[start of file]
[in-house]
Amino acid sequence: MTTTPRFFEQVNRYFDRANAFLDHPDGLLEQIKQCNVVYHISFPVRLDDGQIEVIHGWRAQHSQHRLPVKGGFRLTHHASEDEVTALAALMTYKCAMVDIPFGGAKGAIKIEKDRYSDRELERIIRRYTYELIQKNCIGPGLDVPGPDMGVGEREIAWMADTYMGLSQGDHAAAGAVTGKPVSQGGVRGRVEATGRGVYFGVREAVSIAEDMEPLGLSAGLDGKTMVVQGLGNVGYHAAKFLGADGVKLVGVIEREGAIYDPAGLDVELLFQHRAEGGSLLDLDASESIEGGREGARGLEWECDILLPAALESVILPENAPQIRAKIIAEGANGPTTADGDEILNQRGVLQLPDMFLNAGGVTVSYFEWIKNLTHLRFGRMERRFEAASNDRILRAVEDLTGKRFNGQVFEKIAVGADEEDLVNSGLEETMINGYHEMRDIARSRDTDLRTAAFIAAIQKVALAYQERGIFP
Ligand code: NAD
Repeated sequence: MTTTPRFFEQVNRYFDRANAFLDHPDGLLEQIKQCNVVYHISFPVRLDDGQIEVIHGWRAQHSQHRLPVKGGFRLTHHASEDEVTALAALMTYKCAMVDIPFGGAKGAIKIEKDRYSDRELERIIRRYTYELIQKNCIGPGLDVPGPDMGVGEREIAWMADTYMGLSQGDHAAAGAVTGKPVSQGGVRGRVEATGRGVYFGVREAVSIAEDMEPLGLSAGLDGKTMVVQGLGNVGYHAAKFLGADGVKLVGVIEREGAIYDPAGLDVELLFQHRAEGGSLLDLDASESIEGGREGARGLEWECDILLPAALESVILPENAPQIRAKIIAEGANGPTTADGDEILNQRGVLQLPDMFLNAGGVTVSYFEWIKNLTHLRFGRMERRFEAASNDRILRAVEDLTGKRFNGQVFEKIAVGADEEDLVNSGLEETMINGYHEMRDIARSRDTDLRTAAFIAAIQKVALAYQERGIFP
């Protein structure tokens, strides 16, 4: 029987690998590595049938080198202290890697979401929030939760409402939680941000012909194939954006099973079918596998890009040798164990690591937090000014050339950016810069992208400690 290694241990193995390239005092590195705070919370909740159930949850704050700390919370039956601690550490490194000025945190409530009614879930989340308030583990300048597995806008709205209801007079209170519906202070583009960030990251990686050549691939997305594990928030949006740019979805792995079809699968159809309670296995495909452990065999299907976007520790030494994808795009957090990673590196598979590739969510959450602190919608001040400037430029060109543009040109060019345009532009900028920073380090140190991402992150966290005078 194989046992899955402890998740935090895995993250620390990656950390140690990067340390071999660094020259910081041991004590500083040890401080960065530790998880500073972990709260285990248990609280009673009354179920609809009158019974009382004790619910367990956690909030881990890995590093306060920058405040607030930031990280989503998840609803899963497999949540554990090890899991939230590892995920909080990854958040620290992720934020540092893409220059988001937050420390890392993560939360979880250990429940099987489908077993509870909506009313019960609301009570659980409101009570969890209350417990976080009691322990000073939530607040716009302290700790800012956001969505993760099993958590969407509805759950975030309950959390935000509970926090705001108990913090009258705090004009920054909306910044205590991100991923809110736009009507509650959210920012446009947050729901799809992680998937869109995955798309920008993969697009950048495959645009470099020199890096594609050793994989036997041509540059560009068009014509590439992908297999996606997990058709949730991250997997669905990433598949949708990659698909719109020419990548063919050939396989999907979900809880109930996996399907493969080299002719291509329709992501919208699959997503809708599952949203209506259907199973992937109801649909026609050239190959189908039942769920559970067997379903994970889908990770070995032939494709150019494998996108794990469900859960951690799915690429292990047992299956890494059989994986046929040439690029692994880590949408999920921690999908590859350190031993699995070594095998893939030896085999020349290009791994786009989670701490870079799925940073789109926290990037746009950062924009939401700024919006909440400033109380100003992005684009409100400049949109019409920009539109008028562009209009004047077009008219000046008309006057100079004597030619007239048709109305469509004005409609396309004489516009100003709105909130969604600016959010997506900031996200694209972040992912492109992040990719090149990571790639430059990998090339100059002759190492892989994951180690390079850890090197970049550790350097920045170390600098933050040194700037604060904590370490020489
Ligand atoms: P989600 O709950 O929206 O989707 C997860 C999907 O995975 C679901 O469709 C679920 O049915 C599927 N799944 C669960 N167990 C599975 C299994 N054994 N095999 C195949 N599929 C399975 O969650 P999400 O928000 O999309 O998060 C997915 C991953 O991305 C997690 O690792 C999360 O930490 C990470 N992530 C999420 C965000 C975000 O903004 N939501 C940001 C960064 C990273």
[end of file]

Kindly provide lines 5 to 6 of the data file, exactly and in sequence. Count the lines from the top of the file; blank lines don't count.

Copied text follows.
């Protein structure tokens, strides 16, 4: 029987690998590595049938080198202290890697979401929030939760409402939680941000012909194939954006099973079918596998890009040798164990690591937090000014050339950016810069992208400690 290694241990193995390239005092590195705070919370909740159930949850704050700390919370039956601690550490490194000025945190409530009614879930989340308030583990300048597995806008709205209801007079209170519906202070583009960030990251990686050549691939997305594990928030949006740019979805792995079809699968159809309670296995495909452990065999299907976007520790030494994808795009957090990673590196598979590739969510959450602190919608001040400037430029060109543009040109060019345009532009900028920073380090140190991402992150966290005078 194989046992899955402890998740935090895995993250620390990656950390140690990067340390071999660094020259910081041991004590500083040890401080960065530790998880500073972990709260285990248990609280009673009354179920609809009158019974009382004790619910367990956690909030881990890995590093306060920058405040607030930031990280989503998840609803899963497999949540554990090890899991939230590892995920909080990854958040620290992720934020540092893409220059988001937050420390890392993560939360979880250990429940099987489908077993509870909506009313019960609301009570659980409101009570969890209350417990976080009691322990000073939530607040716009302290700790800012956001969505993760099993958590969407509805759950975030309950959390935000509970926090705001108990913090009258705090004009920054909306910044205590991100991923809110736009009507509650959210920012446009947050729901799809992680998937869109995955798309920008993969697009950048495959645009470099020199890096594609050793994989036997041509540059560009068009014509590439992908297999996606997990058709949730991250997997669905990433598949949708990659698909719109020419990548063919050939396989999907979900809880109930996996399907493969080299002719291509329709992501919208699959997503809708599952949203209506259907199973992937109801649909026609050239190959189908039942769920559970067997379903994970889908990770070995032939494709150019494998996108794990469900859960951690799915690429292990047992299956890494059989994986046929040439690029692994880590949408999920921690999908590859350190031993699995070594095998893939030896085999020349290009791994786009989670701490870079799925940073789109926290990037746009950062924009939401700024919006909440400033109380100003992005684009409100400049949109019409920009539109008028562009209009004047077009008219000046008309006057100079004597030619007239048709109305469509004005409609396309004489516009100003709105909130969604600016959010997506900031996200694209972040992912492109992040990719090149990571790639430059990998090339100059002759190492892989994951180690390079850890090197970049550790350097920045170390600098933050040194700037604060904590370490020489
Ligand atoms: P989600 O709950 O929206 O989707 C997860 C999907 O995975 C679901 O469709 C679920 O049915 C599927 N799944 C669960 N167990 C599975 C299994 N054994 N095999 C195949 N599929 C399975 O969650 P999400 O928000 O999309 O998060 C997915 C991953 O991305 C997690 O690792 C999360 O930490 C990470 N992530 C999420 C965000 C975000 O903004 N939501 C940001 C960064 C990273």